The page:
The most common error (intentional or not) seems to be the preferential selection of sources so that the argument leads to predetermined conclusions. When the author uncritically takes bibliographical sources published in Tiraspol9 or in the Russian Federation, it automatically positions itself pro-Tiraspol, without significant nuances. In the same propaganda category, we include Ukrainian analyses published until the invasion of Crimea by the Russian Federation (2014), which are obviously favorable to Transnistrian separatism; only after this date, Ukrainian analysts discovered the harmfulness of the separatist phenomena, swinging in the opposite direction. Similarly, ignoring studies from Tiraspol, the Russian Federation and Ukraine (until 2014) shows a deontological deficiency of the authors from Chisinau and the West. An acceptable proportion of the cited sources were in the reviewers’ attention, but this is where the fine-tuning becomes very fine. What does “acceptable” mean? How do we deal with the “trick” of using sources produced by the “opposing camp” exclusively to challenge them, and thus the proportion becomes mathematically “acceptable”? Finally, the reviewers’ observations regarding the existence of essential literature ignored by the author were formulated and addressed. The last decision on its integration (at least by flagging) rested on the author, the project giving credit rather to academic freedom and relying on the professional honesty of authors and reviewers alike.

Another major obstacle to the objective research of the Transnistrian conflict is the insufficient and tendentious use of specific political language. The political leaders from Chisinau and Tiraspol have been waging a merciless war of terminology since the signing of the “Agreement on the Principles of Peaceful Settlement of the Armed Conflict in the Transnistrian Region of the Republic of Moldova” (July 21, 1992),10 and the war was assumed by most local analysts – who became ideological soldiers.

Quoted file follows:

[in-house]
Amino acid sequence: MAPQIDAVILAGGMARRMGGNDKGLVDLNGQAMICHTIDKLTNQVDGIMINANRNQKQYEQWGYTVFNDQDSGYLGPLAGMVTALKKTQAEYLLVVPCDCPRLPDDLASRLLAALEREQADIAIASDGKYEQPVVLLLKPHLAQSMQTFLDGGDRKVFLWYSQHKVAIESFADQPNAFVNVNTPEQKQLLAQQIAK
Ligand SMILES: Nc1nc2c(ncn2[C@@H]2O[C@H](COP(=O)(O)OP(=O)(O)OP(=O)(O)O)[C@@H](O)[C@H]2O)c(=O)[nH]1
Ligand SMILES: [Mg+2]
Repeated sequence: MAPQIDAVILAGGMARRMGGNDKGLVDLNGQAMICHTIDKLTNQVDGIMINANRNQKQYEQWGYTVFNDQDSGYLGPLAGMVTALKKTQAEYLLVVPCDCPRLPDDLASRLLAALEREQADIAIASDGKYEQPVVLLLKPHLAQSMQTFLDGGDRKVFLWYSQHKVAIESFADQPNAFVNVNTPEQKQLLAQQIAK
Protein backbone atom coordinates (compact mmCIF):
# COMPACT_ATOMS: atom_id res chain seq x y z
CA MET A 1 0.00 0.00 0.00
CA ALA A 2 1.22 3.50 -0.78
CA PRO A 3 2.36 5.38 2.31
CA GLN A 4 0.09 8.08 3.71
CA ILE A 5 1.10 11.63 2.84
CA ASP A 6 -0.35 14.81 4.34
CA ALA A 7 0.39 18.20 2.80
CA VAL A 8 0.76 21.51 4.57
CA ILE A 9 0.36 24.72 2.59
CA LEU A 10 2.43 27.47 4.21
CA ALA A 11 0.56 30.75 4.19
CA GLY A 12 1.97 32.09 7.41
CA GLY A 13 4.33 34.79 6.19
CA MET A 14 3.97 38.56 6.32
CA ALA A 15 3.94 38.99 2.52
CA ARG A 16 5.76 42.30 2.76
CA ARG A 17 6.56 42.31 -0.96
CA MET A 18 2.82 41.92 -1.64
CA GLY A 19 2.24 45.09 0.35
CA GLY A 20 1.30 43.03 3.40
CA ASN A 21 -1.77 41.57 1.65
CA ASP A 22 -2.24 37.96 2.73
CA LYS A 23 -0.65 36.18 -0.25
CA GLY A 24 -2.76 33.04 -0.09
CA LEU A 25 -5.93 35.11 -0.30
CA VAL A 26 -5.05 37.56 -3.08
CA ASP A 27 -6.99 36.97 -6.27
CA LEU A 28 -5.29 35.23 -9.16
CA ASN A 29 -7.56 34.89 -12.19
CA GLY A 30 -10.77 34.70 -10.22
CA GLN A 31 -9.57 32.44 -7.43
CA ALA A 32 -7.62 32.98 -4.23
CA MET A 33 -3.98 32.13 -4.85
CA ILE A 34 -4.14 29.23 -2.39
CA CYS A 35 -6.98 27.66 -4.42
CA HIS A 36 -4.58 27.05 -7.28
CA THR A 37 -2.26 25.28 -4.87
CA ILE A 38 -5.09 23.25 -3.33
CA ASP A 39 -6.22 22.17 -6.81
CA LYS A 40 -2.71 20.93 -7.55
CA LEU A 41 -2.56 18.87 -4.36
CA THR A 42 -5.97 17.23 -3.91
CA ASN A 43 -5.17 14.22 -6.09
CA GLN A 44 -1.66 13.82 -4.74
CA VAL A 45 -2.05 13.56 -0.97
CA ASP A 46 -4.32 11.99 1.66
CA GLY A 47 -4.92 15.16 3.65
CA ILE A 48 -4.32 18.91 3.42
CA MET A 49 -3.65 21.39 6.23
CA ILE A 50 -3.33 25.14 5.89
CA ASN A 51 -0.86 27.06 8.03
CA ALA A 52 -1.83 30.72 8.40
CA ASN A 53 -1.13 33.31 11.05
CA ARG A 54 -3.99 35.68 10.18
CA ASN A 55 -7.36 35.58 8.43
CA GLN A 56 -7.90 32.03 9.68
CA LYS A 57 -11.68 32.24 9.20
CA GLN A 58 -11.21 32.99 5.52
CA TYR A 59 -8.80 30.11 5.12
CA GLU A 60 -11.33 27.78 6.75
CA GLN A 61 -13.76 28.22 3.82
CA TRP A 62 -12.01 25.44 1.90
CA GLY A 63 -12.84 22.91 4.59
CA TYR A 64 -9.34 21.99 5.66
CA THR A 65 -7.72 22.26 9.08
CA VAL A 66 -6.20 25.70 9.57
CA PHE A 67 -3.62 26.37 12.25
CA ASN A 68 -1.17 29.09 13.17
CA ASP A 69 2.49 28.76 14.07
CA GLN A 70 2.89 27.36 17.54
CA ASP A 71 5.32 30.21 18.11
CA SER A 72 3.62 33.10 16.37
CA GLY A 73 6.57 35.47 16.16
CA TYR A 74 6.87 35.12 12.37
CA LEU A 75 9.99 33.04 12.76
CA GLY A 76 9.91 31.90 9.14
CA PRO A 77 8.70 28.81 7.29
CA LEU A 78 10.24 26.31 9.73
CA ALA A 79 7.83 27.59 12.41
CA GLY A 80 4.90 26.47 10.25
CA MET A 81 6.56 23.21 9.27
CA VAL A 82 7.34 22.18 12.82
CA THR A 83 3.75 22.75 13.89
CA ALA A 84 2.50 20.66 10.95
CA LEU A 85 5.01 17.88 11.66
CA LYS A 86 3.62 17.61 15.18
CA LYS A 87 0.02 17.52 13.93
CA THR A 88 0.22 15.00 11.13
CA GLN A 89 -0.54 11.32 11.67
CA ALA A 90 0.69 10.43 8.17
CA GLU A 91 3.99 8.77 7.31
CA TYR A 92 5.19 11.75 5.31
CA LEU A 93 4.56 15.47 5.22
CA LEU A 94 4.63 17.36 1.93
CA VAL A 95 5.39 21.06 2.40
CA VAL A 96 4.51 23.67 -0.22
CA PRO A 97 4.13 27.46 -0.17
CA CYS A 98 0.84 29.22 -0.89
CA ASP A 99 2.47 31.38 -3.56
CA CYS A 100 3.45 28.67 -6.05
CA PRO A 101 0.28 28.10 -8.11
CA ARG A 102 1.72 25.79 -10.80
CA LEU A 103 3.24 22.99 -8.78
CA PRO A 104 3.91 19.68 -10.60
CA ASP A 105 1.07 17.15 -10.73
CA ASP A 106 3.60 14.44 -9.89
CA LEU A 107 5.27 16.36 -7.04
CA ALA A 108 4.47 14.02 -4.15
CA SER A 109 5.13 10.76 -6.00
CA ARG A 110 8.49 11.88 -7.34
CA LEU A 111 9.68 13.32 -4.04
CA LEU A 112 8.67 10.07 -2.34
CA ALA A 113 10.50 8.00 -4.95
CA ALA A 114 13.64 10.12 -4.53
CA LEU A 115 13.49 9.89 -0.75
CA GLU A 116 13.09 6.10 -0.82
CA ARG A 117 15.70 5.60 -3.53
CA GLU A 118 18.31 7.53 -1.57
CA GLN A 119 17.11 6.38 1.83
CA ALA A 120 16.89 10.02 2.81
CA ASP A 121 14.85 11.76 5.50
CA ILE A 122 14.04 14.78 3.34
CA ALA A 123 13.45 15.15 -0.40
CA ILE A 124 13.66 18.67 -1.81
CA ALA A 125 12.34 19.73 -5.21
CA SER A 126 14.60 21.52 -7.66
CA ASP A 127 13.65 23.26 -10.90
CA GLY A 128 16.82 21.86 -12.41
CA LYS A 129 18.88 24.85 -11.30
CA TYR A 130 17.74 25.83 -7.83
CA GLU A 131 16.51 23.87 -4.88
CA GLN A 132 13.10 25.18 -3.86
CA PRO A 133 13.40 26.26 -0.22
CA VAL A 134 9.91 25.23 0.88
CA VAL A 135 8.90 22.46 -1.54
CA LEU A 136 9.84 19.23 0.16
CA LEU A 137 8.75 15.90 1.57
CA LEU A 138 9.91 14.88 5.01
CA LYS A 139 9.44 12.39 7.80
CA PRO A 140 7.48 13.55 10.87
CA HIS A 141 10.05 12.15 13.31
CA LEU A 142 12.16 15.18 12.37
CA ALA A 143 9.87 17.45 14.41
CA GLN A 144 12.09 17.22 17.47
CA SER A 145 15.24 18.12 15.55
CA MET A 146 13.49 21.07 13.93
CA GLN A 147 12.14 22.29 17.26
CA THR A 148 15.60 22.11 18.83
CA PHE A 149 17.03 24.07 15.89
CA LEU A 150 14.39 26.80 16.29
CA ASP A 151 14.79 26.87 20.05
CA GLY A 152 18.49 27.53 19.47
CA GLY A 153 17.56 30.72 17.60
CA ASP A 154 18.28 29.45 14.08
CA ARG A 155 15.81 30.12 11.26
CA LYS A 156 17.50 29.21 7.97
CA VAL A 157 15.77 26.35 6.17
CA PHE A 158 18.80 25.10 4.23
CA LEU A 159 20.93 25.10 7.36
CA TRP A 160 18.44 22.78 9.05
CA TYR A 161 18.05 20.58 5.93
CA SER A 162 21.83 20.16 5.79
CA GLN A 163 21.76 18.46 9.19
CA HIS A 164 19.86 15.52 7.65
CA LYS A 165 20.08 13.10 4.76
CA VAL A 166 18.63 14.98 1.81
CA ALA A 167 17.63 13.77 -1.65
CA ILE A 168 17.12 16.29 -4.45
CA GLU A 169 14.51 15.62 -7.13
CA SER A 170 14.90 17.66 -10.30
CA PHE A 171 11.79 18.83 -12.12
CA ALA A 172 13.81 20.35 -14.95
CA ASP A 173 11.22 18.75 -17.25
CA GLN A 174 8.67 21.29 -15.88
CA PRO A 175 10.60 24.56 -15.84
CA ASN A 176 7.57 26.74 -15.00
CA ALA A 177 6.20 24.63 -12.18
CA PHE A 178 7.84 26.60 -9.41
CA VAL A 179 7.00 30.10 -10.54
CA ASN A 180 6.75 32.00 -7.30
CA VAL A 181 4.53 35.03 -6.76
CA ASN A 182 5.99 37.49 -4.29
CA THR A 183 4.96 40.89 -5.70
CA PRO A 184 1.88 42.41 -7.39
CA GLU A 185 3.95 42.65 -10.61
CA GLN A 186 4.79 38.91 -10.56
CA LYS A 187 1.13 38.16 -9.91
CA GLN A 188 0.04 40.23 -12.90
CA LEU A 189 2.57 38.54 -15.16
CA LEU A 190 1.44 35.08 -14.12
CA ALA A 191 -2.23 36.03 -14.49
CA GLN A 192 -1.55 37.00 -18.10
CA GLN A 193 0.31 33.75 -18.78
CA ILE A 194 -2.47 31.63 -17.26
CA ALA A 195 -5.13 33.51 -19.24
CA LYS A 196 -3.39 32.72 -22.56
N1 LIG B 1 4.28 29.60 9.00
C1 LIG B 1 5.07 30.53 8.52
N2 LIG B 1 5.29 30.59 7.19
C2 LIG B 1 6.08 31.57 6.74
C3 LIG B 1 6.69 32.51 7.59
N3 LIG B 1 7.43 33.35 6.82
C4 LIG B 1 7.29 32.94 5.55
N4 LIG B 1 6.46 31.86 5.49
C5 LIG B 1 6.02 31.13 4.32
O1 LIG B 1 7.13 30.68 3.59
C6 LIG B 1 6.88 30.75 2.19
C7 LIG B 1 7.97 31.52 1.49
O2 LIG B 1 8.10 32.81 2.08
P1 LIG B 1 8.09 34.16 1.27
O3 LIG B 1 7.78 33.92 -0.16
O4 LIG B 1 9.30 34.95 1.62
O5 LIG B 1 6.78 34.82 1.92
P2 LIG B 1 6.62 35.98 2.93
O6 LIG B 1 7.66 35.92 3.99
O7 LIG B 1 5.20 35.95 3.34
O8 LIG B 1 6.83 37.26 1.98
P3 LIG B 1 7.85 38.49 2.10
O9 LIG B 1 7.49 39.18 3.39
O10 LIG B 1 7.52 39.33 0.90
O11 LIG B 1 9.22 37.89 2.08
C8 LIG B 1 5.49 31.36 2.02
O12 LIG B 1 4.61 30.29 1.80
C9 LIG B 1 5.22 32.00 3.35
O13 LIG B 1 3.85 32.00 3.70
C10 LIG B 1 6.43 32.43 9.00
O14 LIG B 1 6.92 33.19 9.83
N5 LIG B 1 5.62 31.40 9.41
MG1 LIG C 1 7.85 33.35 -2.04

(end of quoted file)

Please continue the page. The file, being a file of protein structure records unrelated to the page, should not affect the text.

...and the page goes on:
Attempting a brief review of the most important conceptual disputes, we first have to resolve the acceptable name of the political-administrative structure organized under the authority of Tiraspol. The authorities from Tiraspol claim to use the name “Transnistrian Moldavian Republic” together with all the names decided and used by the constituent institutions of this unrecognized republic. From the point of view of the Republic of Moldova, the use of this terminology is unconstitutional, illegal, and in contradiction with international law. The Chisinau government requests the use of the names of the coordinated institutions from Tiraspol, indicating in the first position “the so-called (…)” (this expression being used in public and internal communication). The authorities from Tiraspol (we are already in error towards the constitutional authorities from Chisinau, who only accept the expression “the de-facto authorities” from Tiraspol) react furiously to these “deprecatory” formulations and pretend to be “constitutional authorities”.